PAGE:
Bairstow’s unbroken 99 boosts England’s lead before Wood’s pace becomes the deciding factor once more.
England 592 (Crawley 189, Bairstow 99*, Root 84, Brook 61, Moeen 54, Stokes 51, Hazlewood 5-126) trail Australia 317 and 113 for 4 (Labuschagne 44*, Wood 3-17) by 162 runs.
Mark Wood bowled another fantastic,
Mark Wood bowled another fantastic, high-octane session to break open Australia’s second innings after Jonny Bairstow’s blitz resumed England’s batting rampage at Old Trafford as they did everything they could to buy themselves enough time to overcome the weekend rain forecast and even the Ashes series.
After Bairstow’s unbeaten 99, with 50 coming from his final 31 balls, had increased England’s lead to 275, Wood’s pace became the x-factor in their attack once more. He had dismissed Usman Khawaja in his first over before returning deep in the final session to dismiss Steven Smith (for the second time in the game) for his 100th Test wicket and Travis Head, leaving Australia on 108 or 4.
Marnus Labuschagne and Mitchell Marsh made it to the end, but it had been a humbling two days for Australia, who will need all the help they can get to retain the Ashes here and avoid a decider at The Oval next week, where they would almost certainly be underdogs.
Bairstow was one run short of a century when James Anderson was caught lbw by Cameron Green, ending a barnstorming last-wicket stand of 66 that left Australia weary and scared. The ‘big three’ quicks – Mitchell Starc, Josh Hazlewood, and Pat Cummins – returned a collective economy rate of 5.22 and all conceded over 100 for the second time in Tests.
England had two and a half days to make it count after scoring at an eye-watering 5.49 in 107.4 overs. In reality, they appeared to have significantly less time to earn the win they needed to push the series to the wire and become only the second team to come back from 2-0 down to win. The prediction for Saturday remained extremely bleak, and the forecast for Sunday was not promising – they will hope that, not for the first time, they are incorrect.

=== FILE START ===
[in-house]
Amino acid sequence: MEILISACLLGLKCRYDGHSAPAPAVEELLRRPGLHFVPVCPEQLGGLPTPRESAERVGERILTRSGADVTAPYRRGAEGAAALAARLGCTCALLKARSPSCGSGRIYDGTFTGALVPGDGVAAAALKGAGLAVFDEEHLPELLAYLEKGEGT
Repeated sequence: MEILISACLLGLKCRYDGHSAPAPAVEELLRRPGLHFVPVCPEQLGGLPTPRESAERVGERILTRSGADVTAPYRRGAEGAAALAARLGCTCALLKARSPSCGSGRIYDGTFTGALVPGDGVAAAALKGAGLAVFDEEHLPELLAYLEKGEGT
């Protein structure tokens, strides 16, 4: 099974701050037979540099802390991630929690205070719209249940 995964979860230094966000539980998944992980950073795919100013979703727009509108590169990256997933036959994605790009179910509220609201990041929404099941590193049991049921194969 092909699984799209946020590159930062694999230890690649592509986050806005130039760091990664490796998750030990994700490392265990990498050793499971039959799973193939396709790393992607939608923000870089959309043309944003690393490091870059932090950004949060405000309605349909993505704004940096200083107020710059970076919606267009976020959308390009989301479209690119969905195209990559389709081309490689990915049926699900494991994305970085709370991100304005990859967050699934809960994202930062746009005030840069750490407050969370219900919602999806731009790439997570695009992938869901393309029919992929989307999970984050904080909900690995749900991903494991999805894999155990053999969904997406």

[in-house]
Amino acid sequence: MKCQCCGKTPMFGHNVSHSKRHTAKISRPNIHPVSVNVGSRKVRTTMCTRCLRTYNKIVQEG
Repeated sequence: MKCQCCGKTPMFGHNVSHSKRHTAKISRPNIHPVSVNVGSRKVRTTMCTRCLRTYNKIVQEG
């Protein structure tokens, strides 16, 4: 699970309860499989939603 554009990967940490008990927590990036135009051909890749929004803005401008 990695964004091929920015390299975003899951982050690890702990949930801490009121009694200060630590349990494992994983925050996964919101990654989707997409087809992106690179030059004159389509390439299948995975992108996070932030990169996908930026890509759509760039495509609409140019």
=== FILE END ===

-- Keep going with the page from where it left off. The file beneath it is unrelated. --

England played longer than many expected, leading by 189 at lunch and 209 when the ninth wicket fell, but they clearly valued a huge lead, and with Bairstow carrying the ball about, the overs were being used effectively. Bowling time will certainly be limited, but with four wickets already, they may not require a large window in the weather.
They got through Australia’s first pair on both sides of tea. Khawaja and David Warner were making good headway against the new ball when Wood clipped Khawaja’s outside edge in his opening over. After speaking with Warner, Khawaja went for the DRS, and the spike was confirmed.
Chris Woakes claimed Warner for the second time in the game for another mediocre score. He had Warner in doubt after fizzing a delivery past the outside edge, and he deflected down into his stumps.
When Smith pushed Woakes low to Joe Root at first slip, he came dangerously close to falling second ball. Root did not celebrate the catch in any way, but instead told the umpires that he thought it was out, and it was handed to TV official Kumar Dharmasena. After considerable rocking and rolling, Dharmasena concluded that Root had not gotten his fingertips under the ball in yet another questionable decision in a summer filled with them.